Only six deceased storm victims from Abaco have been identified to date, according to Minister of Health Dr. Duane Sands.
Forty-seven people from that island died as a result of the hurricane, officials have said. Some of them died after they were transported to New Providence.
All but one of the nine victims from Grand Bahama have been identified, according to the minister.
Police reported yesterday that the death toll from Dorian climbed to 56, but more than 600 people are still listed as missing.
In a press release, the National Emergency Management Agency (NEMA) noted that the Royal Bahamas Police Force uses four methods when identifying bodies: facial identification, fingerprints, DNA and dental.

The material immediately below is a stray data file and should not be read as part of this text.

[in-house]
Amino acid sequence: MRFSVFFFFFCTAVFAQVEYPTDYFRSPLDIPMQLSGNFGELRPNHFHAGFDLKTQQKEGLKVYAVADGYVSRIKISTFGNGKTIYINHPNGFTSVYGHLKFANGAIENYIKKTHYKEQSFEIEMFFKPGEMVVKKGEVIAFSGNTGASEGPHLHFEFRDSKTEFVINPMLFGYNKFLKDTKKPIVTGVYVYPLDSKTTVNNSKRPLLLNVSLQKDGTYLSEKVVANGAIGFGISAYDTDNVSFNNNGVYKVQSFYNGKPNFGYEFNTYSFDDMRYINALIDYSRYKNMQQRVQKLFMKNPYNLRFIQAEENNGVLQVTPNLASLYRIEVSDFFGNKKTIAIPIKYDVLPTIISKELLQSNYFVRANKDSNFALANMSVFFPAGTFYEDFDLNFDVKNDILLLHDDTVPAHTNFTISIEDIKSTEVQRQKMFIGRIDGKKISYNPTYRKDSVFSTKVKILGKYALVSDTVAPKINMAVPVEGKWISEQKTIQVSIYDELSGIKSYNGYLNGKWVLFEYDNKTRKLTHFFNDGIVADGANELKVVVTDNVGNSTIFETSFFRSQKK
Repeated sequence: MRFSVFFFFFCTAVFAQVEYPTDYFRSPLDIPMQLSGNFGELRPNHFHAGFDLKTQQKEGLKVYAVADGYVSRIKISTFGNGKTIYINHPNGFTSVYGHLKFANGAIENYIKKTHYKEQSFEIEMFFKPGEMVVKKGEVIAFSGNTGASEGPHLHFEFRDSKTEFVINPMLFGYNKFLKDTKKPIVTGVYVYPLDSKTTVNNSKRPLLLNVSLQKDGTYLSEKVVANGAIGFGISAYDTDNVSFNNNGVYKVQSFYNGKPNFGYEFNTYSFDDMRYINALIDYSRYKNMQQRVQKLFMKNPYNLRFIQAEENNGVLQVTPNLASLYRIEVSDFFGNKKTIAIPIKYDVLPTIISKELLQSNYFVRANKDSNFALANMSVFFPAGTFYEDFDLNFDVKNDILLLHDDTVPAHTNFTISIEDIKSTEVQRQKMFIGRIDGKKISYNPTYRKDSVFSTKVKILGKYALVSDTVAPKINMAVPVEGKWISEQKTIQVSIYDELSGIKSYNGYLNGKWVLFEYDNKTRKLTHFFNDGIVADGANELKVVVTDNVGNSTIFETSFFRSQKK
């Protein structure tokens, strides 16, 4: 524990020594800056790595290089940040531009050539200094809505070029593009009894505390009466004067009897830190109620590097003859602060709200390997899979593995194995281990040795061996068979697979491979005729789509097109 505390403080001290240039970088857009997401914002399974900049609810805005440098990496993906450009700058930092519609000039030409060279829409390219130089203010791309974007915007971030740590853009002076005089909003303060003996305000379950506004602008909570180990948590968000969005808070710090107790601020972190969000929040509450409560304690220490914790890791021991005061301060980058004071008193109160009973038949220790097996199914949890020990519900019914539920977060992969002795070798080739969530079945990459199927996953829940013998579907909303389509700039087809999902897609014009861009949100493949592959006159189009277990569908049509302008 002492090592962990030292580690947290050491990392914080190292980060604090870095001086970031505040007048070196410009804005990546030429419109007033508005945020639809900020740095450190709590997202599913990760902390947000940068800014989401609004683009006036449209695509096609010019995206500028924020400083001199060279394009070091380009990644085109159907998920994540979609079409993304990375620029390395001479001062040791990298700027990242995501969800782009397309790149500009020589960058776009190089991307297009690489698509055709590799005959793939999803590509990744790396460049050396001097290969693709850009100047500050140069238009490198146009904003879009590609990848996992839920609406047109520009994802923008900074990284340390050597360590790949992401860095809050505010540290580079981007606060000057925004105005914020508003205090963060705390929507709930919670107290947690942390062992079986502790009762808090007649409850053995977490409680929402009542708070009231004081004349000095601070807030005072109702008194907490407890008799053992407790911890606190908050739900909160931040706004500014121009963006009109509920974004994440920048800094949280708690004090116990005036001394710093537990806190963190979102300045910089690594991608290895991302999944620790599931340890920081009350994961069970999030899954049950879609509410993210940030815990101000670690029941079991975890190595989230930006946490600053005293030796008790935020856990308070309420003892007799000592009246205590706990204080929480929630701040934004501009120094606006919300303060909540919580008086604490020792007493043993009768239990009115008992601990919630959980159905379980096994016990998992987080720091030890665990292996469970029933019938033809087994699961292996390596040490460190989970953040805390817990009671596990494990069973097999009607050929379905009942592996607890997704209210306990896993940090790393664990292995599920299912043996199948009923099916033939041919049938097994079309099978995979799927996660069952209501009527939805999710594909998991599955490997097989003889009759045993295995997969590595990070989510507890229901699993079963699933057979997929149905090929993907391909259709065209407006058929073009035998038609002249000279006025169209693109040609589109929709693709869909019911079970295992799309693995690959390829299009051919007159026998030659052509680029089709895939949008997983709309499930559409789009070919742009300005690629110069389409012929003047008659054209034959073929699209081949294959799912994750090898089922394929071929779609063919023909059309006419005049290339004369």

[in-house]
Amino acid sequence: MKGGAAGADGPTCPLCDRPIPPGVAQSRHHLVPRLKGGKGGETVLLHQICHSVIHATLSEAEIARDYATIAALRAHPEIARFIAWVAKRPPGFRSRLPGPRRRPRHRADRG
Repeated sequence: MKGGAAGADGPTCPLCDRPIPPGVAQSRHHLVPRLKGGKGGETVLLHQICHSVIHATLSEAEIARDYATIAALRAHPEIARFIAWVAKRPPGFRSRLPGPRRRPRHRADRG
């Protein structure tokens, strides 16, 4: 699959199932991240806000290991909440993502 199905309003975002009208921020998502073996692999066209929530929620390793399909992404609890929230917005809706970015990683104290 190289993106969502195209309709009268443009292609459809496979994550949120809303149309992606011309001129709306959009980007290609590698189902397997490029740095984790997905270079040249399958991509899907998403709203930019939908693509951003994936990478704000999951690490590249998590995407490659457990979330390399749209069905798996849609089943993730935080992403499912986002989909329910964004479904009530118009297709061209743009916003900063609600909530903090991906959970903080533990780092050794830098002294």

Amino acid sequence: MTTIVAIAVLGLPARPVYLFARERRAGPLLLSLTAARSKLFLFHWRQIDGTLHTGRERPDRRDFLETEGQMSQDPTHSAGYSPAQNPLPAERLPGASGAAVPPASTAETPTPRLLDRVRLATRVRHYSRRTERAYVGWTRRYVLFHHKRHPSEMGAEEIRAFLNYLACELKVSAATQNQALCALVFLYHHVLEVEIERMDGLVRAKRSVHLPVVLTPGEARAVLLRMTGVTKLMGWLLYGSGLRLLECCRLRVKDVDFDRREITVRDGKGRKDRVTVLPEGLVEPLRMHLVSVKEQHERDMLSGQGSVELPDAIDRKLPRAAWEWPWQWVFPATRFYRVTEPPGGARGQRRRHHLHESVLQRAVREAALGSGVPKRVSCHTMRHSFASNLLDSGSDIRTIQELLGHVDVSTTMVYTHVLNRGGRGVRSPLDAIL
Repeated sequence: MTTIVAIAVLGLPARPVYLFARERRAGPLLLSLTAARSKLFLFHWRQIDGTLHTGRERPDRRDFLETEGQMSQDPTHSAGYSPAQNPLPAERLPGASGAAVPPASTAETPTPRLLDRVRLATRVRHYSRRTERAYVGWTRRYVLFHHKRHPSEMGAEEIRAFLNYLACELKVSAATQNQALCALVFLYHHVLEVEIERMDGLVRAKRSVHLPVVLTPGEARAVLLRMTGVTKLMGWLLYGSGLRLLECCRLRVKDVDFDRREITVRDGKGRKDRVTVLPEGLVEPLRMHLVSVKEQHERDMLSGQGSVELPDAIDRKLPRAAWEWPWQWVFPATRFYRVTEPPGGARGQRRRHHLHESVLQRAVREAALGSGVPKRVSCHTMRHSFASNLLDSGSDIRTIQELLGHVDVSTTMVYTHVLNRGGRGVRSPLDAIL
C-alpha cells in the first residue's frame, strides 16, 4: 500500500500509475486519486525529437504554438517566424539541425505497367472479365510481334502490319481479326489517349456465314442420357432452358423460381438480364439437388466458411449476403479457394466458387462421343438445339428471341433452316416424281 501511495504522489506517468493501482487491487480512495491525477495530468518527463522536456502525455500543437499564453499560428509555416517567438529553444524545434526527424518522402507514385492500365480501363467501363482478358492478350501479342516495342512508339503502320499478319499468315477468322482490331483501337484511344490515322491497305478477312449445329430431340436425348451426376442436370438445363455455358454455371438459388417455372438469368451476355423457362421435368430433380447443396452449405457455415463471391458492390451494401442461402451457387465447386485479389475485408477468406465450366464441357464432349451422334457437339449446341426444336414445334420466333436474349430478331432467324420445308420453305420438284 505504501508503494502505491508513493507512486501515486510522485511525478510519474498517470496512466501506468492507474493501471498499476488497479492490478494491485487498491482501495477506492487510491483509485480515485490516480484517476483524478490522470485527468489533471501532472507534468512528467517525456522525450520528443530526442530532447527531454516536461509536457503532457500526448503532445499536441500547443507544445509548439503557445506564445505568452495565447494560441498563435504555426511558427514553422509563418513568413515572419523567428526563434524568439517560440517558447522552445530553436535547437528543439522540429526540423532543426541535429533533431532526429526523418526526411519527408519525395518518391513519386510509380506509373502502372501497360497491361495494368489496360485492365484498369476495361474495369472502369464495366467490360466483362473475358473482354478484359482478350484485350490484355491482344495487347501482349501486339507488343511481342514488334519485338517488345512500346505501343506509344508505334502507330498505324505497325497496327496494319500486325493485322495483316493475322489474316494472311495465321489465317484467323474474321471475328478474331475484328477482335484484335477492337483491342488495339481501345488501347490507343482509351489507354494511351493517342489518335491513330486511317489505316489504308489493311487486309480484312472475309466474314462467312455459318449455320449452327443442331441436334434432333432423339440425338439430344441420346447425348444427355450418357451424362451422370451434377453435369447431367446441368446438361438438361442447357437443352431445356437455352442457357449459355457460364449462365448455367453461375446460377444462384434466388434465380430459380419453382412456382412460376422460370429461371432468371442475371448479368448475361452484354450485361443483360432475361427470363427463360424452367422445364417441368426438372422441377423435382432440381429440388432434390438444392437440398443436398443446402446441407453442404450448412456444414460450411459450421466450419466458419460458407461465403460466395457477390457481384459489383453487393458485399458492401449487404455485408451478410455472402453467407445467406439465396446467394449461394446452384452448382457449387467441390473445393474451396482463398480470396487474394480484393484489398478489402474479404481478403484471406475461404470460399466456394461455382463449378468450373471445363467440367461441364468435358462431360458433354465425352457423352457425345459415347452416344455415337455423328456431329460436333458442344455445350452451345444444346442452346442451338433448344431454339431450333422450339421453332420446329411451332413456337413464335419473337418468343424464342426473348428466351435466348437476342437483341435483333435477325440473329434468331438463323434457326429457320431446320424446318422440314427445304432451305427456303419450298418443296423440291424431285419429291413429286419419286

Facial recognition occurs when facial features are still intact and relatives can easily recognize their loved ones.
Fingerprints are used when fingerprints of the deceased are still accessible. When fingerprints are taken, they are inserted into the Automated Fingerprint Identification System (AFIS) for comparison.
NEMA said: “In cases of advanced decomposition, the confirmation of identity will be done through DNA profiling analysis. This requires the collection of blood, tissue, bone or tooth from the remains to be compared to controlled samples from relatives.”
Dental methods are used in cases where there are skeletal dental remains that can be compared to dental records.
NEMA added: “Another form of identification can be done through the International Criminal Police Organization (Interpol) with a Black Notice that circulates internationally. [This] information [includes] fingerprints, DNA, dental and facial identification on unidentified bodies.”